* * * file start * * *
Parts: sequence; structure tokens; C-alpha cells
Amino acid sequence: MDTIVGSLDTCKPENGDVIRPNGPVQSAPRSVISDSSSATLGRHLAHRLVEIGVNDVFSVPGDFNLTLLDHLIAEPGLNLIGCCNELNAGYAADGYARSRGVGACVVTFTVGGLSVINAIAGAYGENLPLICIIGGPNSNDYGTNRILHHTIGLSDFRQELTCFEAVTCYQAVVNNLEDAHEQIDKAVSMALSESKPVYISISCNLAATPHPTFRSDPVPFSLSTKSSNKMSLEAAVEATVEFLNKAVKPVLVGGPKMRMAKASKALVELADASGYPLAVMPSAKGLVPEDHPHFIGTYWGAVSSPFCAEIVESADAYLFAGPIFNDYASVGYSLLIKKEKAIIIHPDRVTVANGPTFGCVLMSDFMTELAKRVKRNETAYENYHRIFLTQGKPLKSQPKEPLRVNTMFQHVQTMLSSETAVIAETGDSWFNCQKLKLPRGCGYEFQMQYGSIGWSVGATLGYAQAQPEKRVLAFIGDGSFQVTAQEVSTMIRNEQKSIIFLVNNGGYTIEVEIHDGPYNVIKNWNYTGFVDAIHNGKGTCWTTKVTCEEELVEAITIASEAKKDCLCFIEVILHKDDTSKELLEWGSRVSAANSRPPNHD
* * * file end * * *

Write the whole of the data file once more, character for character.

Parts: sequence; structure tokens; C-alpha cells
Amino acid sequence: MDTIVGSLDTCKPENGDVIRPNGPVQSAPRSVISDSSSATLGRHLAHRLVEIGVNDVFSVPGDFNLTLLDHLIAEPGLNLIGCCNELNAGYAADGYARSRGVGACVVTFTVGGLSVINAIAGAYGENLPLICIIGGPNSNDYGTNRILHHTIGLSDFRQELTCFEAVTCYQAVVNNLEDAHEQIDKAVSMALSESKPVYISISCNLAATPHPTFRSDPVPFSLSTKSSNKMSLEAAVEATVEFLNKAVKPVLVGGPKMRMAKASKALVELADASGYPLAVMPSAKGLVPEDHPHFIGTYWGAVSSPFCAEIVESADAYLFAGPIFNDYASVGYSLLIKKEKAIIIHPDRVTVANGPTFGCVLMSDFMTELAKRVKRNETAYENYHRIFLTQGKPLKSQPKEPLRVNTMFQHVQTMLSSETAVIAETGDSWFNCQKLKLPRGCGYEFQMQYGSIGWSVGATLGYAQAQPEKRVLAFIGDGSFQVTAQEVSTMIRNEQKSIIFLVNNGGYTIEVEIHDGPYNVIKNWNYTGFVDAIHNGKGTCWTTKVTCEEELVEAITIASEAKKDCLCFIEVILHKDDTSKELLEWGSRVSAANSRPPNHD